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Home » Archives » March 2011 » SJI School Board Censures Superintendent

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03/07/2011: "SJI School Board Censures Superintendent"


ig_SJISD_Board-01 (52k image)
(Chair Boyd Pratt reads letter as Board members [left] & Superintend Thompson in background listen )


(UPDATED 03-08-11) - The Office of Professional Practices (OPP) has reviewed complaints filed by the public against Superintend Rick Thompson ( Related Story), as well as a “self-report” he filed, and concluded his action “was not a deliberate misrepresentation of material facts, and does not constitute an act of unprofessional conduct as specifically outlined in WAC 181-87-5”.

The OPP found no legal problem with the fact that Thompson had repeatedly responded to questions about his “master’s thesis” as if he had in fact authored one. When requested to produce a copy of it, he had refused, and only after it became clear a complaint was to be filed with the State after the public became aware the thesis did not exist, did he “self report” that he had not written a thesis, but rather a proposal for a research project. Copy of OPP
Letter .pdf (248\k file)

On Friday (03-04-11) the San Juan Island School Board (Board) decided for it's part, it was not willing to simply walk away from the issue without some formal action against Thompson.

The Board took action after coming out of an executive session called to “review the performance of a public employee.” After the Board resumed the open session, newly elected Board Chair Boyd Pratt informed the public in attendance that while the OPP found no fault with Thompson’s actions, “The Board considered those charges, in separate light, and in relation to that [OPP] letter itself; and I would like to bring forward an actual response to that [letter[ for Board consideration, an actual letter of reprimand to Rick Thompson.”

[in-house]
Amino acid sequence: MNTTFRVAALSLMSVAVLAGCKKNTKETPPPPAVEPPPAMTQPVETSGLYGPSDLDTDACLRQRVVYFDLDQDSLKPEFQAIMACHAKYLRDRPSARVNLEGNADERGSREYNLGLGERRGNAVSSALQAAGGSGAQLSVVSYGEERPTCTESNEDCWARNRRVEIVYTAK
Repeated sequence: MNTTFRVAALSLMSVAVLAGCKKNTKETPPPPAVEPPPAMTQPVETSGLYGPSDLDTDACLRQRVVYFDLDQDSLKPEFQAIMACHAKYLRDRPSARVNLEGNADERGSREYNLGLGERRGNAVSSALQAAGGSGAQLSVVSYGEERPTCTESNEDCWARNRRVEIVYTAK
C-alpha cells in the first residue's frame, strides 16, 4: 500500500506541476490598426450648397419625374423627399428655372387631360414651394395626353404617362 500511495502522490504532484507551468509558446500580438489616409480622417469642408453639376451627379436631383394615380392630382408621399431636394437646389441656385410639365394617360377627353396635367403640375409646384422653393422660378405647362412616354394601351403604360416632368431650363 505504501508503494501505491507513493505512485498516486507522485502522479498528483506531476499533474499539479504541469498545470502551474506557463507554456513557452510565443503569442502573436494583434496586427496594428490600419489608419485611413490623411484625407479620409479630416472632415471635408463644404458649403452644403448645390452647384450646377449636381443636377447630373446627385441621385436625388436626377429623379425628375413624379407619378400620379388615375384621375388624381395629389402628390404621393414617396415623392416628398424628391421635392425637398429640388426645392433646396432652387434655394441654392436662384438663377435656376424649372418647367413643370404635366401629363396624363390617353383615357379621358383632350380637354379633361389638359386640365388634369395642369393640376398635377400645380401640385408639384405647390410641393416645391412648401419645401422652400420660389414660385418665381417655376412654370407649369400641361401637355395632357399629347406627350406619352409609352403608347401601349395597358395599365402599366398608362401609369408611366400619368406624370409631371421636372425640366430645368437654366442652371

Pratt then read a prepared Letter pdf (288\k file) addressed to Thompson, which in part stated: “This letter is in regard to your misstatement of your qualifications…Specifically that your research paper on the efficacy of principals was a master’s thesis.

Pratt said that while Thompson had not claimed in his application that he had produced a master’s thesis, the Board did find that Thompson’s “use of inaccurate language and misstatements of that fact in your biographical information has undermined your credibility and caused considerable damage to your professional relationship with the Board, the San Juan Island School Distinct teachers and staff, and members of the community. Therefore, we hereby reprimand you, and direct you to be more thoughtful, intentional and accurate in your choice in the future. We expect you to comply with this directive, and note that a violation will result in further disciplinary action, up to and including possible termination of your employment.

The letter also expressed a concern that Thompson needed to receive assistance, stating “we also direct you to seek professional guidance in addressing the situation and ensuring that it is not repeated.

Pratt said the letter -and any response from Thompson- would be placed in his personnel file. After some limited discussion Boyd moved to adopt the letter, and the motion passed with all in favor.

Following the approval of the motion there was some additional discussion, statements made and questions asked by those in attendance, and for awhile Thompson responded, but eventually both Thompson and board member Brent Snow said enough was enough. Pratt concurred and adjourned the meeting.

What, if any, impact the Board censure of Thompson will have on the call for the Board members to step down is unclear, but at this time the re-call process is still in process, with no indications from either side if the petition for recall will continue, and if so, will the Board continue to go to court to fight it, or will the two sides now be able to resolve the relevant issues outside of the court room.

Based on the form of notice and the procedures followed in the conduct of the last executive session by the Board, it is clear that at the very least the Board has become cognizant of the need to carefully follow the rules and procedures for conducing executive sessions.

For both Thompson and the Board it has been, as teachers like to say: “A learning experience.”

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